You might think New York Knicks coach Mike D’Antoni’s job would be about to get easier. Star players Amar’e Stoudemire, who has been out following the death of his brother, and Carmelo Anthony, who has been recovering from a groin injury, are expected to return, with Stoudemire starting in Tuesday’s matchup against the Toronto Raptors and Anthony expected later this week. Add their skills to the sudden emergence of Jeremy Lin — the undrafted, out-of-nowhere point guard who has shocked the basketball world by scoring more than 20 points and seven assists in each of the last five games — and D’Antoni will have an even deeper roster of talent from which to choose.
But the return of Stoudemire and Anthony could very well make things harder for D’Antoni. These are both all stars accustomed to being looked to for making plays, and Anthony, in particular, is used to dominating the ball. D’Antoni will have to find a way to balance the performance he can get out of his newfound phenom while still letting his team’s stars get their shots.
Most leaders would say that’s a problem they’d love to have. And D’Antoni, for one, doesn’t seem worried about it: He’s said Anthony’s return will enhance rather than disrupt the Knicks’ offense. “He's not going to mess it up. I think that's ludicrous,” D'Antoni has said. Stoudemire and Anthony claim they won’t have any issues settling back in with Lin’s newfound stardom, either. Stoudemire has compared Lin to star point guard Steve Nash, saying Lin’s style of play fits well with his own.
Anthony, meanwhile, has a one-on-one style that will need to adjust to the team’s current offense. It has to have stung to read things like the following criticism from the New York Times’ Howard Beck: “Without a skilled playmaker, and with Anthony dominating the ball, D’Antoni’s fluid, frenetic offense turned to sludge. … [Lin] has done what Anthony could not.” Still, Anthony calls the doubts about him fitting back in “funny,” insisting “this is like a dream come true to me. It takes some pressure off of me.”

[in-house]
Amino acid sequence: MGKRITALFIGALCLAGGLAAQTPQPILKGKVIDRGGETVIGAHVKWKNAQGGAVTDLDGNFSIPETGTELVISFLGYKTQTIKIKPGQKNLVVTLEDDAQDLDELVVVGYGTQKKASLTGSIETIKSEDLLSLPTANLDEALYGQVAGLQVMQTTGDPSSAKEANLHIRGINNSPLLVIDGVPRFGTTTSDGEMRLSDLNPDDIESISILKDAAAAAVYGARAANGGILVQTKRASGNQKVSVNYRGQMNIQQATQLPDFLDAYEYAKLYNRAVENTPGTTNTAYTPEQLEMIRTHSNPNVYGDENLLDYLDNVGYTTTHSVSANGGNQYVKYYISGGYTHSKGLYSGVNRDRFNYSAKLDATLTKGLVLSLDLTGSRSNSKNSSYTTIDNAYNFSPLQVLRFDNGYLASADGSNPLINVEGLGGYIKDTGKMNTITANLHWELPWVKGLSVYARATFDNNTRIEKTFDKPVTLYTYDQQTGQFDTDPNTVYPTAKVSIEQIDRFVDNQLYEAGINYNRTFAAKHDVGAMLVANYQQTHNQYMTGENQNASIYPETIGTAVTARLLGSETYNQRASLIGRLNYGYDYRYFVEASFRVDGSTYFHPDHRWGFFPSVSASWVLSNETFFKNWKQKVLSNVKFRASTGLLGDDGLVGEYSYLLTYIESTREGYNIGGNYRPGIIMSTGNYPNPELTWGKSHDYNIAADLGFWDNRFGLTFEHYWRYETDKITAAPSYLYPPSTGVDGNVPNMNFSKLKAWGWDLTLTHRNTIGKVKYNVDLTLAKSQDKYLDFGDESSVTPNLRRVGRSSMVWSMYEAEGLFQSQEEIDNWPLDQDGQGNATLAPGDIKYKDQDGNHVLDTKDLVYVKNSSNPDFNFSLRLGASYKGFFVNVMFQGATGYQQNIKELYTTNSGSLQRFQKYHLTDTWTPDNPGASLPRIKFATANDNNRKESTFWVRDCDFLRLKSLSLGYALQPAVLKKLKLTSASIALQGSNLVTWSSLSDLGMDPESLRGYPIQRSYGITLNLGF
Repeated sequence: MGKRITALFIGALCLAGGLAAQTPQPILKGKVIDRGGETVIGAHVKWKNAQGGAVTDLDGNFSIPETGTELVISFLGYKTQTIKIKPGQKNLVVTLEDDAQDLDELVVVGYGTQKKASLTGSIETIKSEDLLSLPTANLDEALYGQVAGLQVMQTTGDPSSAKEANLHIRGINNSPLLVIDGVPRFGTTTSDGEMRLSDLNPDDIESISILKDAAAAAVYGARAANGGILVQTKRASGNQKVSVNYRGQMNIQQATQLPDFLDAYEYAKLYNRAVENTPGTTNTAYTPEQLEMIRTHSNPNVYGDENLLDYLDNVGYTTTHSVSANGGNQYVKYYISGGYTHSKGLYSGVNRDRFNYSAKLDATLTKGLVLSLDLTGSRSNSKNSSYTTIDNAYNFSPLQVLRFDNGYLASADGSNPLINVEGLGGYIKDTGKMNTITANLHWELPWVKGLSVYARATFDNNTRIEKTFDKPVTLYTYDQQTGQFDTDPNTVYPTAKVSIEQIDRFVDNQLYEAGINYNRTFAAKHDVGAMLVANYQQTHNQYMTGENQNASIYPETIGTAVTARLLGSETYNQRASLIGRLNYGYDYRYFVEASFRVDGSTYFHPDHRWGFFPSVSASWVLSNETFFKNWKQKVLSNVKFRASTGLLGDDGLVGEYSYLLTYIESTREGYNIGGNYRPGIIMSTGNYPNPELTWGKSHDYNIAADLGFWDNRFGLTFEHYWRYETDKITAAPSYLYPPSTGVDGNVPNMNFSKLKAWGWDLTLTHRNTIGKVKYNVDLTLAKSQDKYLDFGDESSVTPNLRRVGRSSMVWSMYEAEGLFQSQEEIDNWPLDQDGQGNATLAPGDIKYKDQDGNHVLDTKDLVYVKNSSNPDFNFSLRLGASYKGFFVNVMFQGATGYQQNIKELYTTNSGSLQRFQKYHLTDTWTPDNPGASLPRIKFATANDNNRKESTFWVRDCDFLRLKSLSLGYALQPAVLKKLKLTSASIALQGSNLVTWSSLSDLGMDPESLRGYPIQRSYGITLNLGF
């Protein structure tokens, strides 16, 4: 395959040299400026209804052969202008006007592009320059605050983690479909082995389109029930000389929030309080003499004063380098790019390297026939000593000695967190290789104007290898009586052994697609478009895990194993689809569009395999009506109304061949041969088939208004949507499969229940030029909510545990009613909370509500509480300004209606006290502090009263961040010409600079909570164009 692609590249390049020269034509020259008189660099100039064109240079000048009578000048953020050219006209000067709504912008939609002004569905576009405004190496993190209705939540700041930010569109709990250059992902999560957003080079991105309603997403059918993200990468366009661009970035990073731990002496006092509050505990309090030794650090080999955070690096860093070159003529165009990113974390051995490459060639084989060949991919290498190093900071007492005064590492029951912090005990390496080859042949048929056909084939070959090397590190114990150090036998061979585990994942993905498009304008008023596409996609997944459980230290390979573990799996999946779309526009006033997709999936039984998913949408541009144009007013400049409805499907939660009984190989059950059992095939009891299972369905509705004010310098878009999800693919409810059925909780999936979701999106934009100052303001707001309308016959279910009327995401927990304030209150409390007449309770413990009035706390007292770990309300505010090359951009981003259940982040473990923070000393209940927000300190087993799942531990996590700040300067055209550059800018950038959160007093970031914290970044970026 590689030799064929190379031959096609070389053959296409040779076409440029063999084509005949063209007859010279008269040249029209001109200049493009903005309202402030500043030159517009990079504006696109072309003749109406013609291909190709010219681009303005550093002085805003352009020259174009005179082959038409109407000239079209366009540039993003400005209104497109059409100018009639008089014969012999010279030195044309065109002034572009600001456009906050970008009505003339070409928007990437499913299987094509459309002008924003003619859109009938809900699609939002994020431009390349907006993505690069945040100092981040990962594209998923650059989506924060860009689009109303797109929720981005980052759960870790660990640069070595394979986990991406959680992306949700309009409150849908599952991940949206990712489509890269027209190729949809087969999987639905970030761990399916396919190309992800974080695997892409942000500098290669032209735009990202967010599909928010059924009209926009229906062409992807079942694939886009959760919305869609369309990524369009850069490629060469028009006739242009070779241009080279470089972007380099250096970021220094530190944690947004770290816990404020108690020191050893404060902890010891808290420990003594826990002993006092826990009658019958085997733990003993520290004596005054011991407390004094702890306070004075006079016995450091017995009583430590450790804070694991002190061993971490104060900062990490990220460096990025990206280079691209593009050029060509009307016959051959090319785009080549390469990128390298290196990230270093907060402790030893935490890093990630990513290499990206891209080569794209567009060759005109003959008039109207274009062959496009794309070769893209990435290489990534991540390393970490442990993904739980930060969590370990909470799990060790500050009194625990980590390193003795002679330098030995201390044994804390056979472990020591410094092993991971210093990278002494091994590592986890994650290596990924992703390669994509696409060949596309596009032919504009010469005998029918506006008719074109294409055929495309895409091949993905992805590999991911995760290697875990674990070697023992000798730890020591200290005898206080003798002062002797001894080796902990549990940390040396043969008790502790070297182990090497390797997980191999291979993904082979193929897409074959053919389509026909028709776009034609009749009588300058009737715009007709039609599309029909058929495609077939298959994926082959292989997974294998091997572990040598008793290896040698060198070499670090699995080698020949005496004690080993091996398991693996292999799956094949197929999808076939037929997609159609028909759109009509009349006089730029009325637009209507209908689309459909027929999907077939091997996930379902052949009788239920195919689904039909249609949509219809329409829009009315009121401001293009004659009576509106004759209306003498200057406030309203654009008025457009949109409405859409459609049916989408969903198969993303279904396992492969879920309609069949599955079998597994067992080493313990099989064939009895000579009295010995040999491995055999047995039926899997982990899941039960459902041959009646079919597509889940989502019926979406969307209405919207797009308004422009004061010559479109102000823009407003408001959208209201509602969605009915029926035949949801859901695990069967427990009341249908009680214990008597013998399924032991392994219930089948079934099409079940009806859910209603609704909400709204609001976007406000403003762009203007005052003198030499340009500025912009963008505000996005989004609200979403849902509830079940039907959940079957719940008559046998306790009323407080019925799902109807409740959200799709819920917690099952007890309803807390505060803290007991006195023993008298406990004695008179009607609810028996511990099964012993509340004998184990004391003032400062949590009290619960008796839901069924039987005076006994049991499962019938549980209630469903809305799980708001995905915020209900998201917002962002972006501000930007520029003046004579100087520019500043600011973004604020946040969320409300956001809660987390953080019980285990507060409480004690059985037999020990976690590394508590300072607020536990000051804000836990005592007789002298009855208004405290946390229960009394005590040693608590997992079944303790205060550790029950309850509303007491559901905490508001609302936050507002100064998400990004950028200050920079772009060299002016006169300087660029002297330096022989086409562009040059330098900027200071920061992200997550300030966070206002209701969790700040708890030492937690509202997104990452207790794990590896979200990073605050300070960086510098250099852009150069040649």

But even if the on-the-field play manages to work, D’Antoni could face some off-the-field troubles. As the Post’s Matt Brooks wrote Monday, “few expect two superstars — with similarly supersized egos — to simply fall in line behind Lin and morph from the main attraction into a supporting cast.” Say the returning veterans adjust their games and share the ball with their sudden superstar colleague. The media crush and distributed points on the board could still leave either one privately uneasy about sharing the limelight.
One thing working in D’Antoni’s favor is that it turns out Lin not only excels in scoring, but in assisting, or finding players in a position to score and passing to them at just the right moment. He seems to be a true team player and appropriately humble — he’s shot down the Nash comparisons, for instance. And he is new enough to the glare of the spotlight that he shouldn’t have as much trouble sharing it as others would.
Still, D’Antoni will have his work cut out for him finding a way to mesh the needs of each of his three stars with a winning offense. He will have to find ways to both tap into the incredible excitement surrounding the Knicks and keep it from getting so out of control that it affects the egos of his other players or Lin’s psychological state. Having too much talent may be a good problem to have — as long as D’Antoni can find a way to make sure everyone works and plays well together.
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